PC: You have been to Edinburgh quite a few times haven’t you?

 

CF: I have yeah. I have done a lot of stage work at The Lyceum and I’ve grown to adore the city actually. I’ve seriously thought, and still think, about relocating there. It’s just wonderful. I love it.

 

 

PC: Yes it is. We have been there 20 years. The people are great.

 

CF: Oh absolutely! That was the first thing actually that kind of … I wouldn’t say ‘shocked’ (that would be a bit over the top) but I was under the sort of prejudice, if you will, that Edinburgh was all blue rinse money and ultra-conservative poshness and Glasgow was all ‘whayyy’ and it’s the reverse as a matter of fact, in my experience.

When it comes to smoking they are raging in Glasgow over it, ‘Hey, you cannae smoke here. There’s a bus stop over there son. Can you not see it?’ (He says this in an excellent take off of the Glaswegian accent) Edinburgh, as long as you’re outside, they couldn’t care less! No problem, just don’t take any glassware outside and you’re good!

So I have a deep feeling towards Edinburgh. Brilliant place!

 

 

PC: I heard life in LA was not for you? 

 

CF: Nope! No! No! I knew that back in ‘78, when I went to see my oldest and best pal from drama school days; he is American so he set up over there. In 1978 I flew on Freddie Laker’s Skytrain- the first of the low budget airlines it was- I went over there and within three hours I knew it was not for me…when it took an hour to play one frame of 8 ball pool!

 

 

PC: Why did it take that long?

 

CF: Because there were four of us and the other three people were actors too, there were no mobile phones or gizmos back then and whosoever’s turn it was to take the shot, they were always on the f’ing phone speaking to their agent, to find out nothing was going on. And I just thought, ‘If you have to work this hard at being unemployed, this town ain’t for me.’ I’ve been there several times to work, and more times to see my pal, but each time I’ve thought, ‘Nah, there’s just no heart to the place, there’s no soul. It’s a series of inter-connected freeways.’

 

 

PC: Almost everyone uses a car to get around don’t they?

 

CF: It was no joke to say, ‘In order to have a conversation you have a car accident.’ That is essentially the only way of getting to talk to anyone.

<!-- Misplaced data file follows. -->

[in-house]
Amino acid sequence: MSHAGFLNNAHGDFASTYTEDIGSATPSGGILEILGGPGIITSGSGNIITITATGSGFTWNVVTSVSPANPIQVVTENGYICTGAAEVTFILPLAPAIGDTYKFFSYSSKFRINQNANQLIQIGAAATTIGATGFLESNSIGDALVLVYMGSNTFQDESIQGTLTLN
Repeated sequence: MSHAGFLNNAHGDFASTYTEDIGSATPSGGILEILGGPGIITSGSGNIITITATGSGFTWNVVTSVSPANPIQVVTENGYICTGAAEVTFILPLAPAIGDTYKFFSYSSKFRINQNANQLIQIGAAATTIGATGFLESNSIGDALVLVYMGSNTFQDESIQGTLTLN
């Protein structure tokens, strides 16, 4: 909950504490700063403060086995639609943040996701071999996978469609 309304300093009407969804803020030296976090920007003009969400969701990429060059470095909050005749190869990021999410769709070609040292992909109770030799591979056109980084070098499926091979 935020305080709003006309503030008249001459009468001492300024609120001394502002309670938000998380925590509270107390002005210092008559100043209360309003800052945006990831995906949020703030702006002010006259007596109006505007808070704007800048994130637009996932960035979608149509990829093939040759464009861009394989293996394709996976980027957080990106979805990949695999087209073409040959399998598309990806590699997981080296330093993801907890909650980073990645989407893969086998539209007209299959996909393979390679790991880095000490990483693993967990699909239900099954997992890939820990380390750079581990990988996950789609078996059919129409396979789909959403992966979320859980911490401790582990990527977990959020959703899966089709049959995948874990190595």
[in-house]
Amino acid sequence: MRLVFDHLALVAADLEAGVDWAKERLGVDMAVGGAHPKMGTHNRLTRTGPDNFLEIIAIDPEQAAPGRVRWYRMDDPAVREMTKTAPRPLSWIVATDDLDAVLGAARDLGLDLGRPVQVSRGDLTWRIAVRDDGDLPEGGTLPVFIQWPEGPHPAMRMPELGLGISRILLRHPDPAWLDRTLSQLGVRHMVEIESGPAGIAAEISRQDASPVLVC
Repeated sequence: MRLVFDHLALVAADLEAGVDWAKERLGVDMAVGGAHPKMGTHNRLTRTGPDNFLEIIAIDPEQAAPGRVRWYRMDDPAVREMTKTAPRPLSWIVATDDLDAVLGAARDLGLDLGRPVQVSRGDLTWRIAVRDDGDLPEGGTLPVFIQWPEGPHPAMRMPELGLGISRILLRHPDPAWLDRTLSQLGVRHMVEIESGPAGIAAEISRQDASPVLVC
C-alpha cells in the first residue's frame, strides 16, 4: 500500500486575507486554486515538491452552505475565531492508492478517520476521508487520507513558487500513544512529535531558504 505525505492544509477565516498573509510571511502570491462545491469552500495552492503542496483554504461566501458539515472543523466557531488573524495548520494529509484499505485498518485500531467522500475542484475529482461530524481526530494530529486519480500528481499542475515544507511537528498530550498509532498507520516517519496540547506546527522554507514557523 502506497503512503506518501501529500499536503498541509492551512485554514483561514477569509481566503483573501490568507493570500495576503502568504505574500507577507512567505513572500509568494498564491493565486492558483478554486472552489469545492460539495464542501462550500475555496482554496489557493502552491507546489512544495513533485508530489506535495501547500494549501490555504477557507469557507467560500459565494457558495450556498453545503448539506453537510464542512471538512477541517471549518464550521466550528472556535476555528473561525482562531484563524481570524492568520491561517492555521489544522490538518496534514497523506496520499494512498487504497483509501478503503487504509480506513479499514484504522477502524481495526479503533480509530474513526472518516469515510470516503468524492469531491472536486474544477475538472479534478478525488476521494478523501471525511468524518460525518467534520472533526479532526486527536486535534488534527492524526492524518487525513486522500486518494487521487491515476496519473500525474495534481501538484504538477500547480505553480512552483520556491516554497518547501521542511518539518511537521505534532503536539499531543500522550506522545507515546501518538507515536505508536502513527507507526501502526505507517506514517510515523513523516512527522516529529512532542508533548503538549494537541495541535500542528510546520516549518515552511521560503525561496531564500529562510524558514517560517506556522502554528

PC: How about the weather though, is that a plus? 

 

CF: Hot or unbearable is essentially how it goes there…

 

 

PC: You are not selling it to me…

 

CF: Well some people love it but what you have to be is super-dedicated (ambition doesn’t seem to be enough) you have got to be ruthless with it and I don’t have a ruthless streak in me. I try, and determination I definitely have, but ruthlessness? No.

 

 

PC: You are too nice you see!

 

CF: It’s just not worth it man, you know. You think I’ve got it now… yeah but what? I did this and I shafted him and I badmouthed him. No. Nah, nah, nah, not for me.

 

 

PC: How does it compare between being on a film set, to a TV studio or theatre?

 

CF: Well it’s the same thing, just a different set of muscles are required, depending on what is needed for the scene. I’ve done some terrific pieces.

 

 

PC: Do you have a preference for being in front of a camera or in front of an audience? 

 

CF: I prefer an audience in so far, as an actor, it’s a place where you have the most control, because anything in film making or television you’re in the hands of your editor or the director, producer and everyone else. At least in the theatre, once the curtain’s up, that’s it, you’re on: no stopping, no going back, bad or indifferent you got to get through it; and there’s obviously an immediate connection with the audience.

 

Final questions I ask everyone I interview

 

PC: Your favourite word?

 

CF: Fuck! I seem to use it more than any other word, that’s the only reason. If I can get a fuck in… Conversationally speaking, of course.

 

 

PC: Your perfect day?

 

CF: Not being harassed by cold calling tossers trying to tell me about the accident I’ve never had, that I could get four and a half grand for.

 

 

PC: You couldn’t live without?

 

CF: Cigarettes

 

 

PC: Current song or style of music you are listening to?

 

CF: I’ve gone all retro since the passing of the great Leonard Cohen and his 2010 album is the one on the CD deck at the minute (the title of which escapes me) but it is just a piece of divine brilliance.

Christopher Fairbank’s reel.

Edited by Davina Baynes.